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Brick-and-mortar retailers large and small have temporarily closed their doors as a precaution amid growing concerns about the coronavirus. Other shopping destinations, such as malls, have reduced hours.

National chains that have closed their stores include Macy's, Nike, Nordstrom, Apple and Under Armour.

Even as those companies try to make up for the shortfall with online sales, the biggest online players — notably, Amazon and Walmart — have shifted into top gear. 

Amazon said Monday it is looking to hire 100,000 people to handle the processing and delivery of increased volumes of packages. Amazon Prime deliveries that in the past would have been delivered in a day or two are now taking long in some cases.

In Metro Detroit, some malls and shopping centers have temporarily cut back hours, including Fairlane Town Center in Dearborn and The Mall at Partridge Creek in Clinton Township. Some stores, like the Apple store at Partridge Creek, have locked their doors.

At Somerset in Troy, the mall said Tuesday it will maintain its hours of operation while some of its stores and restaurants have cut back hours or are temporarily closed. “The Somerset Collection fully supports each of our retail partners in their individual decisions to assist in stemming the COVID-19 pandemic,” the mall posted on its website.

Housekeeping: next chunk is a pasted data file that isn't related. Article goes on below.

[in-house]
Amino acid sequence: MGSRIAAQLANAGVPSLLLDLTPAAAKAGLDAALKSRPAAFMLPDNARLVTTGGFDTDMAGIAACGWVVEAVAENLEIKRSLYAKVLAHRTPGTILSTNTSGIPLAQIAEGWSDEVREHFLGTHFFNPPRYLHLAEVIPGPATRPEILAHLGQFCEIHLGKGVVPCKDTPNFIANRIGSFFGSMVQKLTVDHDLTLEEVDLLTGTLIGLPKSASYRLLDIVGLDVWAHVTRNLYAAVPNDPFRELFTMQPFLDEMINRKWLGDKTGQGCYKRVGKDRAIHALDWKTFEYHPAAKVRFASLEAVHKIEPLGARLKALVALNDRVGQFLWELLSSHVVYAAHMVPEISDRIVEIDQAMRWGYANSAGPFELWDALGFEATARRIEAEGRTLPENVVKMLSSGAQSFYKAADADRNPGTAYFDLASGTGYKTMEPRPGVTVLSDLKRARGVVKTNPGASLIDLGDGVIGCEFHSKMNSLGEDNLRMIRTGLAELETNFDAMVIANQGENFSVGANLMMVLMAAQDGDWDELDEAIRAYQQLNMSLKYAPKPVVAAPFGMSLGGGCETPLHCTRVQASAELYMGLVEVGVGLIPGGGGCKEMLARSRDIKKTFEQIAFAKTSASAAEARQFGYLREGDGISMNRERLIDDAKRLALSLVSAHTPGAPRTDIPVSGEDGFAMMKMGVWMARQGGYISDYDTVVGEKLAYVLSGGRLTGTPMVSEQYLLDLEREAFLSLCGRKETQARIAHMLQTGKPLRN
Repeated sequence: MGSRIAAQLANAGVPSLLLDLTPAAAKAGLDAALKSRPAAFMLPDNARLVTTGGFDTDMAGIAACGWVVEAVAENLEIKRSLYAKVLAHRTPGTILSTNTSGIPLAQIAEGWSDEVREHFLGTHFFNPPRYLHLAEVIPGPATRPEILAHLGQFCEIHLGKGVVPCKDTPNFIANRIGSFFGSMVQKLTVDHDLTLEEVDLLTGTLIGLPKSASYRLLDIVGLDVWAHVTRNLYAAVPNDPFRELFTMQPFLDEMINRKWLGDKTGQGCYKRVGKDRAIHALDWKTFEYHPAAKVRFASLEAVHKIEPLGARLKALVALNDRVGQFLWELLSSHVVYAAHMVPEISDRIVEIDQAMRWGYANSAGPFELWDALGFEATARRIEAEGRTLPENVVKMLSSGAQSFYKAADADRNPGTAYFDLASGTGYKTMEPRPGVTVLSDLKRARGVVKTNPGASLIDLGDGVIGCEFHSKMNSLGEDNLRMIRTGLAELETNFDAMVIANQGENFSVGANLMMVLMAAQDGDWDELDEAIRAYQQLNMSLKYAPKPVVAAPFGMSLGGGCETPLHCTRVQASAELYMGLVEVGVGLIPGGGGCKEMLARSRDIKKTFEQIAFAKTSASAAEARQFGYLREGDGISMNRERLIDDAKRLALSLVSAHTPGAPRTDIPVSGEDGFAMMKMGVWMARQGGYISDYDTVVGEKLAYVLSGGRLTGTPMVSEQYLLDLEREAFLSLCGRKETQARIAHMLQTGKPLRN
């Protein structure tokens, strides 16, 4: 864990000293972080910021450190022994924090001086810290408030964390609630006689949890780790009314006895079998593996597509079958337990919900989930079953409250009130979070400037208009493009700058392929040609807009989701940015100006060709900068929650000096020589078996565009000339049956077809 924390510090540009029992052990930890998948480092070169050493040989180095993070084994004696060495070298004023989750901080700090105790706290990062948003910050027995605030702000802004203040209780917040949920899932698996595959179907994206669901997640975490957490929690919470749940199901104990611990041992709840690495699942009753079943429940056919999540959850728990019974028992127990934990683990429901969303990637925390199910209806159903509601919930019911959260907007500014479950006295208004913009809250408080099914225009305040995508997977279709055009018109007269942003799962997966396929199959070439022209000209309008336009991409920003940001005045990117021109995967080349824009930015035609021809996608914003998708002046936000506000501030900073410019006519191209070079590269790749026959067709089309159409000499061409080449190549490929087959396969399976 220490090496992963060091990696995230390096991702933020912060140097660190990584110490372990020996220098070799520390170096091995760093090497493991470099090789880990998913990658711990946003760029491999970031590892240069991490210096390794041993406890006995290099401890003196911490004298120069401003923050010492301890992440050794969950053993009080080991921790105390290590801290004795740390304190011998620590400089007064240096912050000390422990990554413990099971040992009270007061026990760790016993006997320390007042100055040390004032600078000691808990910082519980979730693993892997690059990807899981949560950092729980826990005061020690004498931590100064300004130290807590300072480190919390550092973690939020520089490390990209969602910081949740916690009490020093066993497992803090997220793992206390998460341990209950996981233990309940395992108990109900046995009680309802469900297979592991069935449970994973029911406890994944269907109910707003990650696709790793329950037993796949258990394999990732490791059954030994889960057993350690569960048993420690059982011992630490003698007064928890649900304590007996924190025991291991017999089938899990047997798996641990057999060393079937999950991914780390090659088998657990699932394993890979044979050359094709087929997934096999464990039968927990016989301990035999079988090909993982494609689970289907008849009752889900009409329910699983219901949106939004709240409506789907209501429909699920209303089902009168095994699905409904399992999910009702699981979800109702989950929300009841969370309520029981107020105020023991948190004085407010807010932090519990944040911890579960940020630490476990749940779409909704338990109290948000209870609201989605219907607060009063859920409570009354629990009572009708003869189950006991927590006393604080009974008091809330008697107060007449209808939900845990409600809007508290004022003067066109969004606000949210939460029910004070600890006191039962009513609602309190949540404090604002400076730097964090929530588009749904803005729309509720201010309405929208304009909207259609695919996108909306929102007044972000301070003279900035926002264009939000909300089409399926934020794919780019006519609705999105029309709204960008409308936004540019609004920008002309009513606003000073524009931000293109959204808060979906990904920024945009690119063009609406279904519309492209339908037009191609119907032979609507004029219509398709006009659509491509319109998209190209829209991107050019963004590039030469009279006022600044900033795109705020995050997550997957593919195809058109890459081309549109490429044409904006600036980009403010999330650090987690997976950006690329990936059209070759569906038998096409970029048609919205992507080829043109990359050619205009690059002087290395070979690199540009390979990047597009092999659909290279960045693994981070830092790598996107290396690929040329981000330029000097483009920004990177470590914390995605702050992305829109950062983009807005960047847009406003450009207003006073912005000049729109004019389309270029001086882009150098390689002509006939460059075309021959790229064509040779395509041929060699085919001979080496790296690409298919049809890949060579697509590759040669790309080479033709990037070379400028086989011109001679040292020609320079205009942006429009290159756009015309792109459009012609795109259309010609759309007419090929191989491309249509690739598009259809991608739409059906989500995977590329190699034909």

In downtown Detroit, the doors to Nike, Under Armour and H&M along Woodward Avenue were locked. A sign on the door of the Nike store informs would-be shoppers that due to recommendations from local and federal health and government officials, its locations in the United States and Canada would be closed through March 27.

More than 14,500 store locations are temporarily shuttering, accounting for nearly 5% of retail square footage in the U.S., according to Neil Saunders, managing director of GlobalData Retail, a retail research firm. That number will only get higher, the analyst said.

The coronavirus outbreak is happening amid an already widening gap in sales performance between the big-box stores and mall-based clothing chains, which have been too slow to respond to shoppers’ shift to online spending.

Analysts believe that gap will only further widen between those who sell non-essential items like clothing versus those who sell basics like food and cleaning products.

One way businesses can survive financially during and after the outbreak is by gearing more toward the trend of online ordering and direct delivery, said Joe Jackman, CEO of Jackman Reinvents, a Toronto-based brand strategist.

“That is a trend that has been going on for some time and this is accelerating it,” he said. “And what we expect to see as this plays out and even after, this will be a further tipping point to online penetration."

The Associated Press contributed.

cwilliams@detroitnews.com

Twitter: @CWilliams_DN

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